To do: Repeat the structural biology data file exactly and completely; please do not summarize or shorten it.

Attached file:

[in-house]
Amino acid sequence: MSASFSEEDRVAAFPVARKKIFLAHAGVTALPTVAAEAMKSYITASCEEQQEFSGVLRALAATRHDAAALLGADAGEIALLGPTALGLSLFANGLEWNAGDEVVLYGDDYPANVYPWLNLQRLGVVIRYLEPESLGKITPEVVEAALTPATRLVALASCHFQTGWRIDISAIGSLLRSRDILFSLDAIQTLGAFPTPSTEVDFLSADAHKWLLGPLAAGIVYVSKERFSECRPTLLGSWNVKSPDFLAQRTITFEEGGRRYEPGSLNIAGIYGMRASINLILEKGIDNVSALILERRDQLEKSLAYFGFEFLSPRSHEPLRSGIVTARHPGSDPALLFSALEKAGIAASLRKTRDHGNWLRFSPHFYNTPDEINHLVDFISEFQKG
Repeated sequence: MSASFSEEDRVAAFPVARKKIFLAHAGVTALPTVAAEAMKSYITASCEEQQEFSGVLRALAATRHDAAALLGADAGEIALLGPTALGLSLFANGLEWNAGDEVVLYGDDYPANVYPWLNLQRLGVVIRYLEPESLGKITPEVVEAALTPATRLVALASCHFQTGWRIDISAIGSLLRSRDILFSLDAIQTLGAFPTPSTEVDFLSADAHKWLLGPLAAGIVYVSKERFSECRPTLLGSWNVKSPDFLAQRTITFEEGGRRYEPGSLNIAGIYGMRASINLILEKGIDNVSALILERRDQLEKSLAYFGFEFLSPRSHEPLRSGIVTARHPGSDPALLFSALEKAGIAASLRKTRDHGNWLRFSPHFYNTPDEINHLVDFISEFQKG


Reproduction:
[in-house]
Amino acid sequence: MSASFSEEDRVAAFPVARKKIFLAHAGVTALPTVAAEAMKSYITASCEEQQEFSGVLRALAATRHDAAALLGADAGEIALLGPTALGLSLFANGLEWNAGDEVVLYGDDYPANVYPWLNLQRLGVVIRYLEPESLGKITPEVVEAALTPATRLVALASCHFQTGWRIDISAIGSLLRSRDILFSLDAIQTLGAFPTPSTEVDFLSADAHKWLLGPLAAGIVYVSKERFSECRPTLLGSWNVKSPDFLAQRTITFEEGGRRYEPGSLNIAGIYGMRASINLILEKGIDNVSALILERRDQLEKSLAYFGFEFLSPRSHEPLRSGIVTARHPGSDPALLFSALEKAGIAASLRKTRDHGNWLRFSPHFYNTPDEINHLVDFISEFQKG
Repeated sequence: MSASFSEEDRVAAFPVARKKIFLAHAGVTALPTVAAEAMKSYITASCEEQQEFSGVLRALAATRHDAAALLGADAGEIALLGPTALGLSLFANGLEWNAGDEVVLYGDDYPANVYPWLNLQRLGVVIRYLEPESLGKITPEVVEAALTPATRLVALASCHFQTGWRIDISAIGSLLRSRDILFSLDAIQTLGAFPTPSTEVDFLSADAHKWLLGPLAAGIVYVSKERFSECRPTLLGSWNVKSPDFLAQRTITFEEGGRRYEPGSLNIAGIYGMRASINLILEKGIDNVSALILERRDQLEKSLAYFGFEFLSPRSHEPLRSGIVTARHPGSDPALLFSALEKAGIAASLRKTRDHGNWLRFSPHFYNTPDEINHLVDFISEFQKG